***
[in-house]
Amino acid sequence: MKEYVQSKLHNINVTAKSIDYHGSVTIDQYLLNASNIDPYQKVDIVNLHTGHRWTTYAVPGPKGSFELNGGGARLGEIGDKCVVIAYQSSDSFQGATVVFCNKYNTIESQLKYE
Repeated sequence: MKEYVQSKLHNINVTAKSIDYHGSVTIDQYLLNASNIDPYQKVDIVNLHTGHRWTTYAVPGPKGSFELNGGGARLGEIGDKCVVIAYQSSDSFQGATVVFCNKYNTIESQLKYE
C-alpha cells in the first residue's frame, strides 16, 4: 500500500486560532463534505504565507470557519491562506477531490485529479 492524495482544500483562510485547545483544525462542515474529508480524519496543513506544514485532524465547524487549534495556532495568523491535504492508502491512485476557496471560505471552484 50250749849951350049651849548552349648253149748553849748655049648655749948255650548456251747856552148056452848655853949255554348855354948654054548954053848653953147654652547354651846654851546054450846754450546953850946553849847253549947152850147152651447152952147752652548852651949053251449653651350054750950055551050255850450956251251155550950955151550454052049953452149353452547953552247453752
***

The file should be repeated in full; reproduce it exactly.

[in-house]
Amino acid sequence: MKEYVQSKLHNINVTAKSIDYHGSVTIDQYLLNASNIDPYQKVDIVNLHTGHRWTTYAVPGPKGSFELNGGGARLGEIGDKCVVIAYQSSDSFQGATVVFCNKYNTIESQLKYE
Repeated sequence: MKEYVQSKLHNINVTAKSIDYHGSVTIDQYLLNASNIDPYQKVDIVNLHTGHRWTTYAVPGPKGSFELNGGGARLGEIGDKCVVIAYQSSDSFQGATVVFCNKYNTIESQLKYE
C-alpha cells in the first residue's frame, strides 16, 4: 500500500486560532463534505504565507470557519491562506477531490485529479 492524495482544500483562510485547545483544525462542515474529508480524519496543513506544514485532524465547524487549534495556532495568523491535504492508502491512485476557496471560505471552484 50250749849951350049651849548552349648253149748553849748655049648655749948255650548456251747856552148056452848655853949255554348855354948654054548954053848653953147654652547354651846654851546054450846754450546953850946553849847253549947152850147152651447152952147752652548852651949053251449653651350054750950055551050255850450956251251155550950955151550454052049953452149353452547953552247453752